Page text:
In response to the Israeli settlement policy column
Allow me to sum up Alex Greenberg’s Israeli settlements policy: Israel has been building settlements in East Jerusalem since 1967; Palestinians have never been happy about the settlements; the peace process hasn’t worked; therefore, Israel should build more settlements. To my eye, that is not sound logic.
In his article “Some perspective on American-Israeli diplomacy,” [Mar. 19] Greenberg makes some far-out claims while supporting continued and unconditional U.S. support of Israel, specifically in regard to its settlement policies; and as an American Jew with a drastically opposing opinion, I feel obliged to respond.
For starters, Greenberg gives us a clear distinction between bad settlements (extreme-rightist settlements in the West Bank run by “zealots” and representing “a fervent opposition to the more liberal land-for-peace doctrine”) and good settlements (East Jerusalem settlements that are extensions of already existing Israeli suburbs in a “fairly evenly” split population).
According to Greenberg, since it “reclaim[ed] Jerusalem…in 1967, Israel has every right to build as it pleases, especially in a Jewish suburb.” Remember, of course, that this construction refers to the settlements not rooted in zealotry.
The use of the term “reclaimed” is highly intentional on Greenberg’s part and essential to Israel’s “argument” for its continued settlement of East Jerusalem. Incidentally, Israel refused to make any argument to the World Court in 2004 when the court gave its unanimous opinion against the construction of Israel’s separation wall. In its opinion, the World Court reiterated that “The territories situated between the Green Line…and the former eastern boundary of Palestine under the Mandate were occupied by Israel in 1967 during the armed conflict between Israel and Jordan…Subsequent events in these territories…have done nothing to alter this situation. All these territories (including East Jerusalem) remain occupied territories, and Israel has continued to have the status of occupying Power.”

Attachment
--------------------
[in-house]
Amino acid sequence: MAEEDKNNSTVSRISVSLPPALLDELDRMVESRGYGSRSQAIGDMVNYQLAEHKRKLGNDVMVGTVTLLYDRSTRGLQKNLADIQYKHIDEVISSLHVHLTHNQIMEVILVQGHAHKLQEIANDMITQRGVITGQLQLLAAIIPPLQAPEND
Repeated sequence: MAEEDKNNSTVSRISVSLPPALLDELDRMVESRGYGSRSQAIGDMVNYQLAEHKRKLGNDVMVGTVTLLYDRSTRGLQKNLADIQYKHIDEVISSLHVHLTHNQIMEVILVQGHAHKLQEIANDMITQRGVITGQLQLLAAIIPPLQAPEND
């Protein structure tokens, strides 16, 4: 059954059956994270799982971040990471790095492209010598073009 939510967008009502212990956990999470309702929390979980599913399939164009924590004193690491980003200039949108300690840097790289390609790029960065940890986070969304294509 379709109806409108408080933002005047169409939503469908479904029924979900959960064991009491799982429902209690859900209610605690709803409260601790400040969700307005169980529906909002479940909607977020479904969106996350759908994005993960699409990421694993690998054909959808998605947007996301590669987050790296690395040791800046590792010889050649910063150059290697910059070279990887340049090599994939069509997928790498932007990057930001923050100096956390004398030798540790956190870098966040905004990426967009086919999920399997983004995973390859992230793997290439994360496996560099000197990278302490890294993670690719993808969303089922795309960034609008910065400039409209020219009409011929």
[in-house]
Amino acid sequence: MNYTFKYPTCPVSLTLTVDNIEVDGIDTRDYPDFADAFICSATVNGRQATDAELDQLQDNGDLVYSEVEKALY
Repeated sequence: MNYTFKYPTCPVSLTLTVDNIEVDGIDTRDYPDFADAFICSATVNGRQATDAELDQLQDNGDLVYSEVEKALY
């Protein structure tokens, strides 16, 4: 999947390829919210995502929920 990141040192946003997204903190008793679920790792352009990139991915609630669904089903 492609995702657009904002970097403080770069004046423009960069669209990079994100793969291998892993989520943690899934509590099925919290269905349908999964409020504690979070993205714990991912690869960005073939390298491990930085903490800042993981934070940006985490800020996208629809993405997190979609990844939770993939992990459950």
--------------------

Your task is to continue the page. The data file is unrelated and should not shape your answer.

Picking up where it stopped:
That is to say that the World Court did not find that Israel had “reclaimed” Jerusalem at all, but rather “occupied” it. Far from being a “PO-TAY-TOE, PO-TAH-TOE” distinction, word choice here has had the terrible price of bloody conflict and loss of human life.
As for Israel’s “right to build as it pleases” that Greenberg suggests, the World Court had the exact opposite opinion, stating that the Israeli practice of building settlements in all occupied territories, including East Jerusalem, has “no legal validity.” It doesn’t stop there, though, as the court went on to call upon “Israel, as the occupying Power, to abide scrupulously by the Fourth Geneva Convention” (i.e., to stop building settlements and to rescind its past actions).
Which brings us to Greenberg’s exhortation to “consider the track record of Israeli land policy that accommodates Palestinian interest.” Greenberg instructs us to remember Israel’s withdrawal from Gaza, supposedly an olive branch that only resulted in “increased rocket attacks,” as the cornerstone example how Israel’s generosity has been exploited by Palestinians.
It seems the author is selectively remembering only that Israel withdrew its settlements from the Gaza Strip. What he is neglecting to remember is that Israel also removed its industry in Gaza, resulting in increased unemployment. Coupling its withdrawal from Gaza with a hefty blockade, Israel maintained its control of Gaza’s borders (including its sea border), a condition that most rational adherents to the Geneva Convention view as continued occupation rather than emancipation.
How this land policy in Gaza can be viewed as accommodating Palestinian interests is beyond me; but I do fully agree with Greenberg that this example is representative of Israel’s track record.
I encourage all members of the Washington University community who aim to give perspective on American-Israeli diplomacy to at least entertain a whole-picture view of the Palestinian-Israeli conflict before lobbying our government to support 62 more years of failed policy.
Bram is a sophomore in Arts & Sciences. He can be reached via e-mail at firstname.lastname@example.org.